“This is Water” – DFW’s Epic Commencement Speech

[NOTE: This post just introduces David Foster Wallace (or “DFW” as he’s affectionately known) and the epic speech he gave. As such, it serves as a prerequisite/foundation for an upcoming post on this blog, which will be my discussion and analysis of the speech. The speech itself is quite lengthy and might take time digest and settle in. And so it made sense to break it into two. I will be posting the literary/philosophical discussion as the another blog post within the next few days. *EDIT-10NOV2013* – The detailed analysis has now been posted on the blog, and can be found HERE.]

Firstly, for those who haven’t read the speech, some context. David Foster Wallace was an award winning American author, widely known for his seminal magnum-opus “Infinite Jest”. He struggled with clinical depression (including undergoing several severe depressive episodes) for most of his adult life. In 2005, he spoke at length, candidly, eloquently and movingly, about how he has come to view “life”, the process of “living”, elucidating the inherent solipsism of consciousness, the self-centered nature of perception, the construction of meaning (often unconsciously), the real challenges of a human being, and the true meaning and purpose of a real education – that of simple awareness and conscious focus. Gritty, Dark, Grim, Poetic and ultimately deeply spiritual and spectacular, it’s widely recognized as among the greatest commencement speeches to be ever given.

Sadly and ironically, just 3 years after delivering one of the most riveting, profound and inspirational speeches of all time, he died tragically of a suicide in 2008. That he died in such an utterly needless and tragic manner, succumbing to the darkness that lurks beneath us all, in no way undermines or detracts from the eloquence and importance of his message. What David went through in his final stages is perhaps beyond anything we can fathom, but in retrospect, knowing his tragic end, the speech is in fact all the more exceptional – one realizes he’s actually talking out aloud to himself (to reason with his dark side), as much as addressing the students to impart much-needed wisdom. And that all said and done, his brilliance and his legacy will continue to live long and linger back as a representation of all that the “dark-master” (as David would say) could never touch or corrupt.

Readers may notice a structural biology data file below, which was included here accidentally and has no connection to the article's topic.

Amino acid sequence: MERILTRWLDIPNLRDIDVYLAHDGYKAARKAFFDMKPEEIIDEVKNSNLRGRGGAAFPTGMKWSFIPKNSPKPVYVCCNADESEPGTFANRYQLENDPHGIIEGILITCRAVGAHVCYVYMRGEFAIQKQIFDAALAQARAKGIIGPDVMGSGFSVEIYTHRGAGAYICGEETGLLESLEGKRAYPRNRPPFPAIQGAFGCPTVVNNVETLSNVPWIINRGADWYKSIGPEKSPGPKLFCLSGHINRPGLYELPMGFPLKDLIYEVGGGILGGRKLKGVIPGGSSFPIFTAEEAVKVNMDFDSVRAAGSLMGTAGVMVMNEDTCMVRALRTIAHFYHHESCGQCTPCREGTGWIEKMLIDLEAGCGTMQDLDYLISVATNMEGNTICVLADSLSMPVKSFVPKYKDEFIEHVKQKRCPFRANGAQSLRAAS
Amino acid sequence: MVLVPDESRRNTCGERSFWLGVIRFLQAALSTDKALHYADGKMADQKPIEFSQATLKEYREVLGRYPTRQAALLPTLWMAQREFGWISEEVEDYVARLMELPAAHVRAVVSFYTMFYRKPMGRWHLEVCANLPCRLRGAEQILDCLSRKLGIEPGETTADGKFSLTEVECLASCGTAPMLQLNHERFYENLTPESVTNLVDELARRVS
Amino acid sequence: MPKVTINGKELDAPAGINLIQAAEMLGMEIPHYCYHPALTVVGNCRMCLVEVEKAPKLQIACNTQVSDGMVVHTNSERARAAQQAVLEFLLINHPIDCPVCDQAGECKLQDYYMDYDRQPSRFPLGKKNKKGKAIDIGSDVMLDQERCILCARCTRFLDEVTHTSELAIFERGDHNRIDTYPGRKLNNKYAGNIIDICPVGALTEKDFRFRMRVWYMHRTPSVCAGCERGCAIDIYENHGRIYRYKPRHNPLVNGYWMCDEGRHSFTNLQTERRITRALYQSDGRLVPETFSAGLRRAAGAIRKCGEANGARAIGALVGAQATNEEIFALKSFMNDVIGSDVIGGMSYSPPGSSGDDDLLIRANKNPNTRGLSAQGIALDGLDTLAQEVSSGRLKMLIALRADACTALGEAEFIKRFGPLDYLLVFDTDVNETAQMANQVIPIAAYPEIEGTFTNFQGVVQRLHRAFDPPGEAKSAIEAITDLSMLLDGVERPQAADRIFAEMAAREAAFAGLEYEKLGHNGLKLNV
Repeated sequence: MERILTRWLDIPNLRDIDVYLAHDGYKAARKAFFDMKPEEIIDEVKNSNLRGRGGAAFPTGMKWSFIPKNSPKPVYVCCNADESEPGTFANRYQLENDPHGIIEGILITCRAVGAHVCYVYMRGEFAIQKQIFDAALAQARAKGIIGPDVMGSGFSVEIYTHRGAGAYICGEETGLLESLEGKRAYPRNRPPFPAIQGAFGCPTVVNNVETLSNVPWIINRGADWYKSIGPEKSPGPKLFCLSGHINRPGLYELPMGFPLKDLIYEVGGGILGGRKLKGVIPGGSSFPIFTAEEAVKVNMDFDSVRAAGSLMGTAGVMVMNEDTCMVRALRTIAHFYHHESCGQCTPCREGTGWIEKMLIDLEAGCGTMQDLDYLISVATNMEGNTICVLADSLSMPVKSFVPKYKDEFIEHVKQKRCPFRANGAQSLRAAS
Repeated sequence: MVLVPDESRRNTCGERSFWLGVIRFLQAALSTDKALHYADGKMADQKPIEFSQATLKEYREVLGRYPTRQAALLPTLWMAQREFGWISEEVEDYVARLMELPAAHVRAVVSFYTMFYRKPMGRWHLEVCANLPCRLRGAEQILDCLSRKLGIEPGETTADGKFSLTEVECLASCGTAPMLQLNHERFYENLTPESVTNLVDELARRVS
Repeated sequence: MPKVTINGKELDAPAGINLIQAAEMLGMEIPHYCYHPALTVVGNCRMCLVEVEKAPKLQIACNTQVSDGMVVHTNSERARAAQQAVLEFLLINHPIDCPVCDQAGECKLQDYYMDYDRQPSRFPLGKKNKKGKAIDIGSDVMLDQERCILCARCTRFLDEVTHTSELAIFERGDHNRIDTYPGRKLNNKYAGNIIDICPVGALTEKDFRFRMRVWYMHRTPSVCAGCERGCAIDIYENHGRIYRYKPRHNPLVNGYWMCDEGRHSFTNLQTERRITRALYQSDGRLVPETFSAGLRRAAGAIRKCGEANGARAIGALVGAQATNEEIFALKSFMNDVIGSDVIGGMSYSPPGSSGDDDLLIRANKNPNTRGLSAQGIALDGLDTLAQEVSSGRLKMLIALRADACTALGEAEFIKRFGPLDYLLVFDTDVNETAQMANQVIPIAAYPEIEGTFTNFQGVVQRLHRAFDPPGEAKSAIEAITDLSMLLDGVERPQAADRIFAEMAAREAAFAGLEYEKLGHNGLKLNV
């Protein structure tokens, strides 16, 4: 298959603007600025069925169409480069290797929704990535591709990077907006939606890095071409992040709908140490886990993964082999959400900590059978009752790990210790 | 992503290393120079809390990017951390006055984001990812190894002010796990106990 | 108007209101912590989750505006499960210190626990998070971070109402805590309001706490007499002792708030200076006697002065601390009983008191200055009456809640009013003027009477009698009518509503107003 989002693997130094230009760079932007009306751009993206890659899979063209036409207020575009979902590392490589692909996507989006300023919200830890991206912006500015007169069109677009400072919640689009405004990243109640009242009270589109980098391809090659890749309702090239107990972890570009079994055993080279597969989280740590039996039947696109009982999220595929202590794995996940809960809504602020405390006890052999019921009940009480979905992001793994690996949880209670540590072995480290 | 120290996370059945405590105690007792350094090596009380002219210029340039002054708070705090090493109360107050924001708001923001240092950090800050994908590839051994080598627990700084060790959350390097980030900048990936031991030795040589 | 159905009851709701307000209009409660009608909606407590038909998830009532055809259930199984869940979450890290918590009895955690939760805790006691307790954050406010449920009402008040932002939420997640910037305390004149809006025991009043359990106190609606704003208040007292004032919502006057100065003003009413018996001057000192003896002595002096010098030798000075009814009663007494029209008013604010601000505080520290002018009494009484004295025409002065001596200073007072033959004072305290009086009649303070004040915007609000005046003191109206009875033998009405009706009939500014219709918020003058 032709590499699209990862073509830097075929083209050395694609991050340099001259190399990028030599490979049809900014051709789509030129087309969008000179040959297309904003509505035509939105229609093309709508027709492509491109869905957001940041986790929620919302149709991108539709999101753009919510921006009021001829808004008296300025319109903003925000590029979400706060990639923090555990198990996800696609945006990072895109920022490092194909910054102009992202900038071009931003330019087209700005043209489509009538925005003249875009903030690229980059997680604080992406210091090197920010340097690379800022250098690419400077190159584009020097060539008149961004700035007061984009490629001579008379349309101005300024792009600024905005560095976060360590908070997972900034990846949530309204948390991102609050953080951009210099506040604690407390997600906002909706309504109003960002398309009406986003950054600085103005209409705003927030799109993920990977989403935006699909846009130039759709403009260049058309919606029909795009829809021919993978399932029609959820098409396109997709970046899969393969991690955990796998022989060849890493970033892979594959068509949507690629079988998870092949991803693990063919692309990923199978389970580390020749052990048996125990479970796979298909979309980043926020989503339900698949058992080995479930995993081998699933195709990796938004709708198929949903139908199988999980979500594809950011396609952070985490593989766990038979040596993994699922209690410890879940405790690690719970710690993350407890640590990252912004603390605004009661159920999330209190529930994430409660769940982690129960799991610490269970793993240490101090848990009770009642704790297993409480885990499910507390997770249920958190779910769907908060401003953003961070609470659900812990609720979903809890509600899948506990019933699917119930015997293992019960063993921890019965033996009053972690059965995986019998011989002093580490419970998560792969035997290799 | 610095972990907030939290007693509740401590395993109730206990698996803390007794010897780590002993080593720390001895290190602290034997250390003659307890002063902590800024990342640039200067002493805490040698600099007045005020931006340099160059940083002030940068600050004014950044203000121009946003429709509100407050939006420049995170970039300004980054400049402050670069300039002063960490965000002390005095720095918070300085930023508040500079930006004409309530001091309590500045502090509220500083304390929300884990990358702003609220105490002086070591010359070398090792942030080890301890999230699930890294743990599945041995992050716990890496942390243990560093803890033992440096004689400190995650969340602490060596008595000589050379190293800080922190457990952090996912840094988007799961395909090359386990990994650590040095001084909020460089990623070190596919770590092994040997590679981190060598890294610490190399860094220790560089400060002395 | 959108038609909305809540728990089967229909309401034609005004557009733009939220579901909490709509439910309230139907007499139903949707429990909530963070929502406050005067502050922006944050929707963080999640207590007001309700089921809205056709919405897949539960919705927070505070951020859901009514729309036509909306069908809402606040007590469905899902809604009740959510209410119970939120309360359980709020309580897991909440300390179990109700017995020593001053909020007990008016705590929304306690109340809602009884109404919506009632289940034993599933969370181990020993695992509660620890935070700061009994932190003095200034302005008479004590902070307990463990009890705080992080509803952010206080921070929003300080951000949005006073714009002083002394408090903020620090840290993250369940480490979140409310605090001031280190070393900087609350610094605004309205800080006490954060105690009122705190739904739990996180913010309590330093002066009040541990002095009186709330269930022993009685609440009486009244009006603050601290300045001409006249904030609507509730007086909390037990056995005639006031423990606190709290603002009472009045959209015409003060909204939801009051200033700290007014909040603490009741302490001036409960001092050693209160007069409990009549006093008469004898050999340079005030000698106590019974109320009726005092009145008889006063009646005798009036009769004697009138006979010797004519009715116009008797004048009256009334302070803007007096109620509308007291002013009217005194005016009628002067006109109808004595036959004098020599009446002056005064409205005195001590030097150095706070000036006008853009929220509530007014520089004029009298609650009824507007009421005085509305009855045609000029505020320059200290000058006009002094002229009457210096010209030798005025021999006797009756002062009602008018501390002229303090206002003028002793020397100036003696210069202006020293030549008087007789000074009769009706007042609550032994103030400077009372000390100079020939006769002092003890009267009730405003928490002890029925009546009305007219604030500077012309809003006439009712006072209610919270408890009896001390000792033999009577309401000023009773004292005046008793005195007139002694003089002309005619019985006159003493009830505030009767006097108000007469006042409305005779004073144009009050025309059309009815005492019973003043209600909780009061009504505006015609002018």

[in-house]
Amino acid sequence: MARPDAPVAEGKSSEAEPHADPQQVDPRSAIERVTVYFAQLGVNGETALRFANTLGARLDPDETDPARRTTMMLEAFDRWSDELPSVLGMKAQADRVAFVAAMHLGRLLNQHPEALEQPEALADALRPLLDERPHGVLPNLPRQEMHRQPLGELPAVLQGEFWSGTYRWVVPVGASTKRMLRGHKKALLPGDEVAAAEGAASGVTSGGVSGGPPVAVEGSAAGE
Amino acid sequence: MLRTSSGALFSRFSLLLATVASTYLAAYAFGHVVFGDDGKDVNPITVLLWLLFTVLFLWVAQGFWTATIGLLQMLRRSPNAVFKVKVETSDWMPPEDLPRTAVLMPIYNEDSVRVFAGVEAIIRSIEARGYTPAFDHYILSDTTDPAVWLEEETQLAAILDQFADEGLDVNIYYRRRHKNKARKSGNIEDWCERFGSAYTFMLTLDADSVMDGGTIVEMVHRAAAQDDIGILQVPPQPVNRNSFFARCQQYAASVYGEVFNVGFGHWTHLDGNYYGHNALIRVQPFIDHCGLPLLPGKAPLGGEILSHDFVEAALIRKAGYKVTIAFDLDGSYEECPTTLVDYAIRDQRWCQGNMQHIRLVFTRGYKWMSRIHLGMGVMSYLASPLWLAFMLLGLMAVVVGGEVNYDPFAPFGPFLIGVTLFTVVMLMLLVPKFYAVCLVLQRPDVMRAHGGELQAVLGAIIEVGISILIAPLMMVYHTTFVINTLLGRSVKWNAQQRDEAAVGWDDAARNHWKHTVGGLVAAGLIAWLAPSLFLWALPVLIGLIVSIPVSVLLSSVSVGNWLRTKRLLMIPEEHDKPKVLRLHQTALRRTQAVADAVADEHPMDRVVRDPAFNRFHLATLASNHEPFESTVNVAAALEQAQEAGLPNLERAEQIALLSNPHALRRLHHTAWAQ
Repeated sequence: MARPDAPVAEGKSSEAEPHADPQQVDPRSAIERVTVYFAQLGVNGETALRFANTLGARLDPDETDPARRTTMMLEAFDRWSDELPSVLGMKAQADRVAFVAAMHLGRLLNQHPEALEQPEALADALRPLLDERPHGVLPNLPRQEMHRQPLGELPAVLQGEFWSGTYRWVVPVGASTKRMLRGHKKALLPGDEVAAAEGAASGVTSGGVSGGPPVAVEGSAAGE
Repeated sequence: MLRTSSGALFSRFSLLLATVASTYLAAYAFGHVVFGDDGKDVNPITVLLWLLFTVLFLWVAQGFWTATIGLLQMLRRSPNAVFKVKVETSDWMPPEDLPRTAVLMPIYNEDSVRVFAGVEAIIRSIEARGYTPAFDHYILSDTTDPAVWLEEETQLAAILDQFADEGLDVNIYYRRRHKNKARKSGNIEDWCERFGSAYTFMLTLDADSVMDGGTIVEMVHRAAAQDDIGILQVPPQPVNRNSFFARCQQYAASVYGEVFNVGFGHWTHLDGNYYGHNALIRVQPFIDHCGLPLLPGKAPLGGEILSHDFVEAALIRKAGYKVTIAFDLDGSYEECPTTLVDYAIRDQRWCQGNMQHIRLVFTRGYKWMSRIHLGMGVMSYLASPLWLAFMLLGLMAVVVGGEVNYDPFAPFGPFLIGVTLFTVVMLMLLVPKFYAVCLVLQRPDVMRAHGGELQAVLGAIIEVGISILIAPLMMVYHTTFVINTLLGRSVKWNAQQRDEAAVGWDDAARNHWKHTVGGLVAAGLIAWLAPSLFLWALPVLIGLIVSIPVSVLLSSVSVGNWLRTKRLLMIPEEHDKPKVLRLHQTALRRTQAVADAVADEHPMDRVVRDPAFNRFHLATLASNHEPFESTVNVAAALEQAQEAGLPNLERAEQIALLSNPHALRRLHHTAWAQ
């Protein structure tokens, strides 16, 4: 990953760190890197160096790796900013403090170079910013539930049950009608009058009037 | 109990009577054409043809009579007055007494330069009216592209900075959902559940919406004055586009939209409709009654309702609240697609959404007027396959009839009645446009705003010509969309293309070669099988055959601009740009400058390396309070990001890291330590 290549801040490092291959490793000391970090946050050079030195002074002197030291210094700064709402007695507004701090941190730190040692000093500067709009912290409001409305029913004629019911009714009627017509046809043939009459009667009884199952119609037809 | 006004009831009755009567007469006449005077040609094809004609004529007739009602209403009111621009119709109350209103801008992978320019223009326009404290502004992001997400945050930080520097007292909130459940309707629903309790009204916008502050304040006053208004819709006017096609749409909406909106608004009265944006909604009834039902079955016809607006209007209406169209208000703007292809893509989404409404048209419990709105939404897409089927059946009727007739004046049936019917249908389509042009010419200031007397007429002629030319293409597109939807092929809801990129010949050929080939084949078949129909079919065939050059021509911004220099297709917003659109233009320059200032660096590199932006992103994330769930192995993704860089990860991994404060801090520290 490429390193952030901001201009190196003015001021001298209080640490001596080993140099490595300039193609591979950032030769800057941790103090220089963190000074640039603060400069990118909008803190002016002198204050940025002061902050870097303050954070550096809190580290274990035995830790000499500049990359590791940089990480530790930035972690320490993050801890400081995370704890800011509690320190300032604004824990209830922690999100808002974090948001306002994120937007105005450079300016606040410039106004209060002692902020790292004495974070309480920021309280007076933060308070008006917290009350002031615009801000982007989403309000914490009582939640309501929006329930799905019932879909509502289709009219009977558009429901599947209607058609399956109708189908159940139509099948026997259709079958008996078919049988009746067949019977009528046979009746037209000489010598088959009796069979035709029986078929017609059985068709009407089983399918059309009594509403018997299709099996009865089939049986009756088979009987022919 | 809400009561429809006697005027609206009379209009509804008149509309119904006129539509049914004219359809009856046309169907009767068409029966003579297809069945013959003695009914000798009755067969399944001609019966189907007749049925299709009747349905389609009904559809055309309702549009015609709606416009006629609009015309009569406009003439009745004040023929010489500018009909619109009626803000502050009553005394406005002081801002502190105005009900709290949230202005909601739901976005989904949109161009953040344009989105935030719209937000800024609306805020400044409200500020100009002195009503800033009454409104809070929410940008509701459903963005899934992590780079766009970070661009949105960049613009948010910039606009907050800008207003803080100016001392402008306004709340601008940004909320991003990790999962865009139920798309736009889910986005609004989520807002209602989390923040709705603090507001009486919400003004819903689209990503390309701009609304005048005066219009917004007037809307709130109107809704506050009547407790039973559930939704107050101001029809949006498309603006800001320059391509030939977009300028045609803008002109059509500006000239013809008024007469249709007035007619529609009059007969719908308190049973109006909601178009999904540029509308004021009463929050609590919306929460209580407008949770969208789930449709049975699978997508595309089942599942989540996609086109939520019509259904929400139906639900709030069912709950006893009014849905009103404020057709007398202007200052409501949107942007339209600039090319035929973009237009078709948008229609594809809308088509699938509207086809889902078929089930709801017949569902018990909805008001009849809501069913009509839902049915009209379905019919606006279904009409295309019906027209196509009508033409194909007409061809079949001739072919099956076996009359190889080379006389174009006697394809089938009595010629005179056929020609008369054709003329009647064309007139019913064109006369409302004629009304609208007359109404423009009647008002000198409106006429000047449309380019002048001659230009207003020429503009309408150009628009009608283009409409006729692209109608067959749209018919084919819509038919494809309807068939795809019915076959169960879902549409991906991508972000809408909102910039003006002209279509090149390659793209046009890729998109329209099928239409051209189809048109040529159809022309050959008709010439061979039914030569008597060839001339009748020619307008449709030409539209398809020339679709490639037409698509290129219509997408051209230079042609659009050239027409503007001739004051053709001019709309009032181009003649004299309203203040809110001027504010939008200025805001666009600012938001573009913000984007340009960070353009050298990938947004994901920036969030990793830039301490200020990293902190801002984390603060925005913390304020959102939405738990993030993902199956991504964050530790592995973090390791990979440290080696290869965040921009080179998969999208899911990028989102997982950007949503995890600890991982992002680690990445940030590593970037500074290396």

Since the discussion that follows in the UPCOMING post extensively references the speech, it would obviously be recommended for you to read/hear speech first. Accordingly, for reference, here you go:

  • A faithful verbatim transcription of the entire speech can be found HERE
  • An Audio Clip of the entire speech on Youtube can be found HERE
  • Highlighted Extracts of the Speech containing Major Thematic Points can be found HERE
  • As a bonus, some other memorable commencement speeches can be found HERE

Hopefully that provides enough context and sets the stage for an epic-length and detailed discussion post upcoming shortly! For those who have tuned out or will tune out for this upcoming post (or tune out in general), I fully understand! TLTR is catching on with me too these days! 🙂 … Although as DFW would say, rebel against your default natural setting by consciously paying attention and not tuning out so much! 😛 😀


6 thoughts on ““This is Water” – DFW’s Epic Commencement Speech

  1. //Sadly and ironically, just 3 years after delivering one of the most riveting, profound and inspirational speeches of all time, he died tragically of a suicide in 2008.//

    What? No!

    I read this speech just a few days back. I saw it in a comment by you on TameSheWolf. Very sad to know that he succumbed to the very thing that he spoke out against.

    BTW, I would suggest that you use fewer tags. I feel that the efficiency of tags reduces with the number of tags used.


    1. Yea he sadly did. That in no way detracts from the perfection of his message and the brilliant way in which he articulated it philosophically in a monolithic epic soliloquy of a speech. What makes the speech all the more special is rather than pandering to happy graduating students (like practically every other commencement speech), and instead of telling them “to go chase your dreams”, he instead gave them a much needed dose of bitter reality and profound zen-wisdom. He didn’t take the easy way out. He pretty much launched into an epic monologue on the importance of empathy, humility and zen-like calmness against all odds, against the very intrinsic patterns of solipsistic unconscious human tendency to get lost in internal monologue, one’s own feelings and one’s own trivial disappointments. Contrast this with every other goddamn commencement speech, where the speaker would make lame inside-jokes, get laughter and applause, and then go on to state empty platitudes and urge students to “make it big” – setting them up perfectly for future life debacles and life disappointments.

      And yes, point noted about potential excessive tagging. Will keep it in mind for the future.


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